Simon (00:14:54) - What it understands is broken leg equals bad, say something nice. So it doesn't understand empathy, it just feigns it. And that's why the human element is still going to have to be there for a very long time. Even as we move into general intelligence, it is still gonna have to be there because we, you know, we can cry and laugh at the same thing at the same time. You know, you can be at a funeral and everybody's crying and somebody retells the story and everybody starts laughing, even though it's a sad event. 

Simon (00:15:30) - That's highly illogical for a computer, but completely normal for a human just because of how we are and how we've been brought up and the things we've been conditioned with. And you know, a five-year-old has probably had 20 times the input of any large language model.

Simon (00:15:52) - let alone by the time you get to 30, 40, the inputs that your neural network in your head is dealing with is a million times bigger than what a large language model does. So there is definitively a point for humans to still be involved. 

Adrian (00:16:12) - Yep, I think that is spot on. And I also just think your comment about the funeral, it's so true. There's still so many things that a human would be able to detect, understand, comprehend, and then be able to respond to in a way where AI, sure, it might understand some of the hints, it might be able to get relatively close from just a response-based perspective, but it's still going to, to your point, it's gonna take a long time if humans continue to manage. Now, one question though, open source, right? 

Adrian (00:16:44) - And this open source idea, and then this idea that theoretically, as all of us continue to essentially add to some of the different language models or add to some of the different ways that some of these models are actually speaking, that's a different thing, right? That's where the intelligence or the robustness of the comprehension of some of these different AI solutions, that's where they're going to, the velocity is gonna be extreme, yeah?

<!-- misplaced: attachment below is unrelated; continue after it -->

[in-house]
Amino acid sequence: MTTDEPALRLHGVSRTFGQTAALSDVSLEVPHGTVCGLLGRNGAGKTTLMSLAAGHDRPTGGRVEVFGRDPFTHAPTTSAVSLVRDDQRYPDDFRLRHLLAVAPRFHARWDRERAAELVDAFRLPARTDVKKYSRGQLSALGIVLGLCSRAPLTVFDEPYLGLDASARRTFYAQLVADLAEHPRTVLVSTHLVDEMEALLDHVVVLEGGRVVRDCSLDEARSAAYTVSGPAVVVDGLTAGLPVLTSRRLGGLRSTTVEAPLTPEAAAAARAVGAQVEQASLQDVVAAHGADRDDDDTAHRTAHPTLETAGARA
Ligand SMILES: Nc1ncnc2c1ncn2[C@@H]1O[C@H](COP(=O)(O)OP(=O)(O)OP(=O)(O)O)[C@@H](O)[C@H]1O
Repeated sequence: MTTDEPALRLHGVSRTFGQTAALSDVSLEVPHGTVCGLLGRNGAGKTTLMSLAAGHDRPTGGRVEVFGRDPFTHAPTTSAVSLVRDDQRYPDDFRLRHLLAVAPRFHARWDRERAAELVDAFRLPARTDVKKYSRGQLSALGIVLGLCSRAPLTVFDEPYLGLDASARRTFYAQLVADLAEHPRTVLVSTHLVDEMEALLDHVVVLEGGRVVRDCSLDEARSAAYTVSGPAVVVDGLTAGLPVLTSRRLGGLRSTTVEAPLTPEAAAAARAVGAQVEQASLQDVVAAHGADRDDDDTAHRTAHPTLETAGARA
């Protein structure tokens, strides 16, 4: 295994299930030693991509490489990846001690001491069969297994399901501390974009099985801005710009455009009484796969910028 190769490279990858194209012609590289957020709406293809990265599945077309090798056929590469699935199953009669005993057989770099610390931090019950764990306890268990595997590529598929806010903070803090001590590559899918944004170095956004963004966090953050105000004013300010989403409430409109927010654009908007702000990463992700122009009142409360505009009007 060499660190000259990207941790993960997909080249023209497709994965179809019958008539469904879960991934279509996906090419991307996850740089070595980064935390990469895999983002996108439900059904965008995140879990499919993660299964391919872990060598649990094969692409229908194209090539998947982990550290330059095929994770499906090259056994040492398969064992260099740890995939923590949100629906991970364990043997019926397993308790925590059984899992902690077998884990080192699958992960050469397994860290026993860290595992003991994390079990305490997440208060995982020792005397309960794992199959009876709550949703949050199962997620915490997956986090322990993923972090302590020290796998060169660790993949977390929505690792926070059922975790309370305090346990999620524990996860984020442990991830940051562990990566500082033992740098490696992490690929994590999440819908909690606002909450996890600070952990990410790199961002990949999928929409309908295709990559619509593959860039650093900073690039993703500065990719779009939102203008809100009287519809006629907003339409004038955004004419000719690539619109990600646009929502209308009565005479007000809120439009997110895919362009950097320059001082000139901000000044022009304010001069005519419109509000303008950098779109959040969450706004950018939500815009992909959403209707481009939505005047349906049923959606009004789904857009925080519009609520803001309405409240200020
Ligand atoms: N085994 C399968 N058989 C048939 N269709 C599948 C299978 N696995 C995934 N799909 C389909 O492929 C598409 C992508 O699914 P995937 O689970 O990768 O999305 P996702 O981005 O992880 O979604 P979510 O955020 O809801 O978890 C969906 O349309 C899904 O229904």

Simon (00:17:09) - Yes, yeah, the velocity is going to spin up. But once again, you've got to understand, it sees examples and tries to copy those, right? And tries to predict, every AI model everywhere in the world is about predicting the next best whatever. So even your chat GPTs, because everyone loves to use that as the example, all it's doing is guessing what is the next most appropriate word, and then the next most appropriate word, and then the next, and then the next, and then it's predictive models. 

Simon (00:17:42) - So when it's spinning up velocity and appears to be getting smarter and smarter, what it's doing is it's just seeing more and more examples of things and copying those examples. But imagine an AI trying to understand the concept of political correctness based upon scenario. So I'm together with three of my buddies, we're out fishing, the language is probably more colorful than I would normally use, we're four beers in each. What comes out as politically correct between guys picking on each other is one thing. 

Simon (00:18:22) - If I then move into sitting in a boardroom meeting, what is politically correct there? So it's situational, and humans learn how to adapt to situational. AI still struggles with that. All it knows is I've seen this example, this example, this example, so that's what I will mimic. 

Adrian (00:18:44) - Yep, okay, super well said. And then again, it's just another reason to remind folks that we are still very much in a position of control and that we're very much in a position where we still need to be able to simply leverage it as a tool that we need to keep an eye on and we need to continue to monitor, change, make iterations on, all of that. Simon, I'd love to kind of move into the second CX pillar of tools. 

Adrian (00:19:05) - Number one, from our last couple of conversations, when you've worked with all of some of the biggest contact center tools on planet Earth, you've seen all sorts of different types of technology, you've worked at all these different businesses. I'd love to kind of hear you talk about tools for a couple of minutes.